So, when auditing your own GDPR compliance, it’s important to verify what, if any, data is being shared from your own organization to any outside organizations—and whether that information really needs to be shared at all.

GDPR Compliance Checklist #5: Do I Have Controls in Place to Let People Know What Data I’m Storing?

One of the biggest rights that data subjects have in GDPR is the right to transparency. They should not only be informed when you’re collecting data, but also what data you have about them. This helps enable their right to object to specific data being stored and their right to “be forgotten” (i.e. to request that you delete all personal data you’re storing about them).

Because of this, it’s important to have controls in place to track what data you’ve collected about data subjects and to be able to share that information with them if they ask. This may involve an in-depth rework of your communication tools and processes so you can efficiently handle personal data verification and deletion requests.

GDPR Compliance Checklist #6: Have I Audited My Data Security Measures Recently?

In addition to not actively sharing personal data with other organizations, it’s important to ensure that third parties cannot illicitly access that data, either. Data privacy relies heavily on strong network security. However, many cybersecurity architectures are full of unknown exploits and vulnerabilities.

Conducting routine cybersecurity audits—and then making changes to eliminate any weaknesses identified during these audits—is a crucial step for ensuring data privacy and meeting GDPR compliance requirements.

GDPR Compliance Checklist #7: Do I Have Someone Who is Accountable for Managing GDPR Compliance?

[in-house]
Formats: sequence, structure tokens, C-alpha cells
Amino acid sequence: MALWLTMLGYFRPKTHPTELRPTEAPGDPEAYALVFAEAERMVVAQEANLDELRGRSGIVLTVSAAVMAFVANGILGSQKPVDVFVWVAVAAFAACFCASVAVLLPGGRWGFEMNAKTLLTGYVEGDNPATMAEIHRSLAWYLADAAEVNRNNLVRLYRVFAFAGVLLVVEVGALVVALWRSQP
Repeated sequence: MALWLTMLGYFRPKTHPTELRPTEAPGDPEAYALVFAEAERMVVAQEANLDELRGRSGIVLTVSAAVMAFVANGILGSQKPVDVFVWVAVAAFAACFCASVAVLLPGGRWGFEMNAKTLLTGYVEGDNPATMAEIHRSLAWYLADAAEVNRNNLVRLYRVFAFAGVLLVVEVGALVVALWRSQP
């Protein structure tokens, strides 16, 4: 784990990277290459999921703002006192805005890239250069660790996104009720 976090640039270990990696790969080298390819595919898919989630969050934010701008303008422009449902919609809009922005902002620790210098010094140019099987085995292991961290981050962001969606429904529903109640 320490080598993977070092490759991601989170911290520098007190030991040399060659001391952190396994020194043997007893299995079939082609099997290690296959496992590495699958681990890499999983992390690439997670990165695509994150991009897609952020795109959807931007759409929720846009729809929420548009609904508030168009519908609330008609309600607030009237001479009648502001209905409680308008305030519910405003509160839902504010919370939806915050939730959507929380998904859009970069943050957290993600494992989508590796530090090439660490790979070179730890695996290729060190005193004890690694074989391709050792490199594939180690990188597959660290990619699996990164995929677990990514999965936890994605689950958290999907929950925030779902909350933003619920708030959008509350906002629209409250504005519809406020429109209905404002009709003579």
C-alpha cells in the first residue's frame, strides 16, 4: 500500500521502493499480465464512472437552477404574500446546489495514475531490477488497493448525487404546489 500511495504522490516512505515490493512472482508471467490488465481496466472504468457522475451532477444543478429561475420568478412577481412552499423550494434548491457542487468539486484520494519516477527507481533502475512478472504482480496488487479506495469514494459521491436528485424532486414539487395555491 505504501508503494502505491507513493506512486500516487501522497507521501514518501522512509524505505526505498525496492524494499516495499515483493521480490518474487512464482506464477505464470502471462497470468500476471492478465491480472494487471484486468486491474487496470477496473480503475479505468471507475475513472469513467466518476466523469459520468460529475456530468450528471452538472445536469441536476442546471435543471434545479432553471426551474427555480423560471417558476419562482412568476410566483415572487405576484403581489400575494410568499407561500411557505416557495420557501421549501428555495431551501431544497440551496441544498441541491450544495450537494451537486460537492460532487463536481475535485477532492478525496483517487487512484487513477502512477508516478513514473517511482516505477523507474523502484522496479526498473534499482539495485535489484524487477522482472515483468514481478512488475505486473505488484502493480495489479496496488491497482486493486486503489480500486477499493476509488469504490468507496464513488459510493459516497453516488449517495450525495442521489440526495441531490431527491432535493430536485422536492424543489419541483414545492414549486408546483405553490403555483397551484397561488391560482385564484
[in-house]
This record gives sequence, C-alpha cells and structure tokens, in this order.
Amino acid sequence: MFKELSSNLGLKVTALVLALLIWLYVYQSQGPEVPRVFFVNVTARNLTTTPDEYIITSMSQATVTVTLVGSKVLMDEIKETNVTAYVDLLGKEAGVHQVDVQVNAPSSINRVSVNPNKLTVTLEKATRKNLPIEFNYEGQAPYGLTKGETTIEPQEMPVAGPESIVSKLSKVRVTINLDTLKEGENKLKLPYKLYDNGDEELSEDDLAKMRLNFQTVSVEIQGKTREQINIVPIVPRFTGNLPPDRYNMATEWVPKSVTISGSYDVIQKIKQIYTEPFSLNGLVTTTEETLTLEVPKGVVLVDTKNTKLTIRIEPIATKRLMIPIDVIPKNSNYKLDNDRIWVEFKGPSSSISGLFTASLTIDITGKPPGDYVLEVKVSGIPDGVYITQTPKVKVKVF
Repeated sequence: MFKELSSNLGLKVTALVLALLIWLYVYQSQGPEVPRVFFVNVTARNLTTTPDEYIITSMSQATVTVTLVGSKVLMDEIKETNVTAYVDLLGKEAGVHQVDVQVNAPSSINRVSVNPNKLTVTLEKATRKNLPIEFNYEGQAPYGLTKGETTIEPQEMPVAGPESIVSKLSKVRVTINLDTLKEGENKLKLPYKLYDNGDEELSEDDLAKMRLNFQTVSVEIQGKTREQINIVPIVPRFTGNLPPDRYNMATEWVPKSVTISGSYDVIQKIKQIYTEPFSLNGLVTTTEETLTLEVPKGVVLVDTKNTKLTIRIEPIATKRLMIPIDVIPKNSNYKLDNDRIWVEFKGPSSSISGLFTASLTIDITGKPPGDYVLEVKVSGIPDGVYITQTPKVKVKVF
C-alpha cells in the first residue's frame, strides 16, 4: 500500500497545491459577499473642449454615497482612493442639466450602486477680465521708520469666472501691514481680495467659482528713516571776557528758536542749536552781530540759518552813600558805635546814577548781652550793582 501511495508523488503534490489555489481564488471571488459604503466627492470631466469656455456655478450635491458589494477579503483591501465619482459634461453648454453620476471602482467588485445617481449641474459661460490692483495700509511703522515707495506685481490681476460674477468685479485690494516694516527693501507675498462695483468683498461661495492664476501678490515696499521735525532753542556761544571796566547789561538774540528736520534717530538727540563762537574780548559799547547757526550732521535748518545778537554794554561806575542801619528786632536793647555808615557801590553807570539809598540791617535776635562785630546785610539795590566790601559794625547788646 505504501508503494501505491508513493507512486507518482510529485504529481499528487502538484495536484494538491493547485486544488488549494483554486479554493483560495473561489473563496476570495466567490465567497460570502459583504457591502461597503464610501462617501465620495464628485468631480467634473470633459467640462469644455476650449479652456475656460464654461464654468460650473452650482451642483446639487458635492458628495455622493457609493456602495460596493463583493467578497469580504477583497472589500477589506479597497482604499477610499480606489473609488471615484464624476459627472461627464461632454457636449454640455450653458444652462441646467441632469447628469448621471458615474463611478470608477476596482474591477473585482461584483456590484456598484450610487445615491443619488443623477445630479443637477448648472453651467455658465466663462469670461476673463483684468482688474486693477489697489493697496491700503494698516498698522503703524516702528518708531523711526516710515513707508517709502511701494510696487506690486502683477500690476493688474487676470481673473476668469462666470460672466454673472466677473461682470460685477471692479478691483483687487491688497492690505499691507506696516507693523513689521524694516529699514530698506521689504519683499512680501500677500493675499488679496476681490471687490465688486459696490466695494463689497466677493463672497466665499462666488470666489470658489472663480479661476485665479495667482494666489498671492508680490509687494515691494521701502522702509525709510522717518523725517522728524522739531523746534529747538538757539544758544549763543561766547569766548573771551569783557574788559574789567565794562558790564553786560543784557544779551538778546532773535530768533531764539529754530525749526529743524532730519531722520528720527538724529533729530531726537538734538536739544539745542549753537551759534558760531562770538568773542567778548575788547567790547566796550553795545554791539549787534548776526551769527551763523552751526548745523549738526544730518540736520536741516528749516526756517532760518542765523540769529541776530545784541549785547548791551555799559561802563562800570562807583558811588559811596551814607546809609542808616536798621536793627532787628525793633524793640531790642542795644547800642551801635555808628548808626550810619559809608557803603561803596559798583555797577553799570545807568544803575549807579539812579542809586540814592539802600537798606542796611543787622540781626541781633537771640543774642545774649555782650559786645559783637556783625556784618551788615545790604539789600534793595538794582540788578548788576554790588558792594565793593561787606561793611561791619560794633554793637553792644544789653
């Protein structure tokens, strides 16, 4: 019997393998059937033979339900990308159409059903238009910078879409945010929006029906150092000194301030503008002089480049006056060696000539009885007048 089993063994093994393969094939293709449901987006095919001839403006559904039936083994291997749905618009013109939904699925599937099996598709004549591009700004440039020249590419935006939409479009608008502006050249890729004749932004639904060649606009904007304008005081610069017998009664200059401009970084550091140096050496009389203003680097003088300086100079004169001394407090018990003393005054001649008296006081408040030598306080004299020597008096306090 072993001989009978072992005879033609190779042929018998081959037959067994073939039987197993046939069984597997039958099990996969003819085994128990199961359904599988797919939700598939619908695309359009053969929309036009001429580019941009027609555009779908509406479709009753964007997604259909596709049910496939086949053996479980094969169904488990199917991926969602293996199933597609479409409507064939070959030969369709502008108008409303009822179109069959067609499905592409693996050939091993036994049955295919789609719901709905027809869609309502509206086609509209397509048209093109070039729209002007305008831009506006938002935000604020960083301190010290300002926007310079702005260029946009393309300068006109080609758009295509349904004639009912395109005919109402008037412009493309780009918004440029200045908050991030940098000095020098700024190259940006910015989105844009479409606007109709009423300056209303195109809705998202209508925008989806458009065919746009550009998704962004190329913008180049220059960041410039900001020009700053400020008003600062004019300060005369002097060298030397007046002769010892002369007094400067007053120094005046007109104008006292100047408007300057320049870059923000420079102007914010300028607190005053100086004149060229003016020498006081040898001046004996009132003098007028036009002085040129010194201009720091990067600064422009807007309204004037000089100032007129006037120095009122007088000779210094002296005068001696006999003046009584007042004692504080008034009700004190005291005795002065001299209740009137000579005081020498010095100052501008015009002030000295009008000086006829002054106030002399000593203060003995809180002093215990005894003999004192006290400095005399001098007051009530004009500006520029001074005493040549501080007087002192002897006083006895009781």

Is there someone in your organization who is ultimately responsible for knowing the requirements of GDPR and ensuring regulatory compliance? If not, you may want to either create a GDPR compliance officer role in your organization (complete with the authority to make necessary changes) or assign responsibility for regulatory compliance to an existing high-level person in the company who has the time, expertise, and tools to do the job.

GDPR Compliance Checklist #8: Do I Have an Incident Response Plan in Case of a Data Breach?

Even with the best security and strictest regulatory compliance tools in place, there’s always the risk that an attacker will be skilled, persistent, or just plain lucky enough to breach your security. To help protect the data privacy of your customers (and meet GDPR compliance requirements), it’s important to have an incident response plan (IRP) in place.

This IRP should contain the initial threat and have provisions for communicating the breach to anyone who may have been affected by it. Failing to notify a data subject that their personal data may have been compromised is a breach of GDPR compliance requirements.

These are just a few of the most basic GDPR compliance checklist items that your organization should be watchful for. Need help verifying or improving your GDPR compliance? Reach out to the Compuquip team to get started.